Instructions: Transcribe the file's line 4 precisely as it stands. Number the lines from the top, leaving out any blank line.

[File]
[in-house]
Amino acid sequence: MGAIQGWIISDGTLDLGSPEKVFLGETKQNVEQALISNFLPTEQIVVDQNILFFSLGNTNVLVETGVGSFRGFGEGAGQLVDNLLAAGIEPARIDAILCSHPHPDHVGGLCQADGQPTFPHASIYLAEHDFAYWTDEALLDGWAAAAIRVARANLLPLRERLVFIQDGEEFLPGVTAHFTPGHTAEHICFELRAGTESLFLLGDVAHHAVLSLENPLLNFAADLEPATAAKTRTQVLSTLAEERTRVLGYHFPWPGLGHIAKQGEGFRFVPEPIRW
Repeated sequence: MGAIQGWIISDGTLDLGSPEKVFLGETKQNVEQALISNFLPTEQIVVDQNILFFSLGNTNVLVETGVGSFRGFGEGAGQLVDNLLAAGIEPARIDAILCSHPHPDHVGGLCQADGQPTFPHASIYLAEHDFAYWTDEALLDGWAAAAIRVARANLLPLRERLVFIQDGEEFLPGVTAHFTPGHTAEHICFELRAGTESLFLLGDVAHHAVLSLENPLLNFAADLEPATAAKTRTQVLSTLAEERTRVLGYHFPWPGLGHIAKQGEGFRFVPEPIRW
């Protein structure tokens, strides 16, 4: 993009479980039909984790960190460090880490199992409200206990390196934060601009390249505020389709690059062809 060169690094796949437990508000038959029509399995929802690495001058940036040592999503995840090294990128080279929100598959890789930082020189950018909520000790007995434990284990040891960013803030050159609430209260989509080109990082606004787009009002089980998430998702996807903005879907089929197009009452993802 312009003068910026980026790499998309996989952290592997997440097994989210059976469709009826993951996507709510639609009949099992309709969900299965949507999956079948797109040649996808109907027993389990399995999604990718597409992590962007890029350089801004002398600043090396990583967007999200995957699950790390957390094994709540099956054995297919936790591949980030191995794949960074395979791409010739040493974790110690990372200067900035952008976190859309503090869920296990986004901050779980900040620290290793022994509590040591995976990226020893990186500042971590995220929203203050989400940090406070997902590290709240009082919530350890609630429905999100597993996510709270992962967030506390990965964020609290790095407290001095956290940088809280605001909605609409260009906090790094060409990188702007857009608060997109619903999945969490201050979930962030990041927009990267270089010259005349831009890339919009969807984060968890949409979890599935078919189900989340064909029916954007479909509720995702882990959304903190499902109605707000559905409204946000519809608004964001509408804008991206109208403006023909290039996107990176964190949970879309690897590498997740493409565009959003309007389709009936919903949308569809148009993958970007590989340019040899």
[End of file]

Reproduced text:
């Protein structure tokens, strides 16, 4: 993009479980039909984790960190460090880490199992409200206990390196934060601009390249505020389709690059062809 060169690094796949437990508000038959029509399995929802690495001058940036040592999503995840090294990128080279929100598959890789930082020189950018909520000790007995434990284990040891960013803030050159609430209260989509080109990082606004787009009002089980998430998702996807903005879907089929197009009452993802 312009003068910026980026790499998309996989952290592997997440097994989210059976469709009826993951996507709510639609009949099992309709969900299965949507999956079948797109040649996808109907027993389990399995999604990718597409992590962007890029350089801004002398600043090396990583967007999200995957699950790390957390094994709540099956054995297919936790591949980030191995794949960074395979791409010739040493974790110690990372200067900035952008976190859309503090869920296990986004901050779980900040620290290793022994509590040591995976990226020893990186500042971590995220929203203050989400940090406070997902590290709240009082919530350890609630429905999100597993996510709270992962967030506390990965964020609290790095407290001095956290940088809280605001909605609409260009906090790094060409990188702007857009608060997109619903999945969490201050979930962030990041927009990267270089010259005349831009890339919009969807984060968890949409979890599935078919189900989340064909029916954007479909509720995702882990959304903190499902109605707000559905409204946000519809608004964001509408804008991206109208403006023909290039996107990176964190949970879309690897590498997740493409565009959003309007389709009936919903949308569809148009993958970007590989340019040899």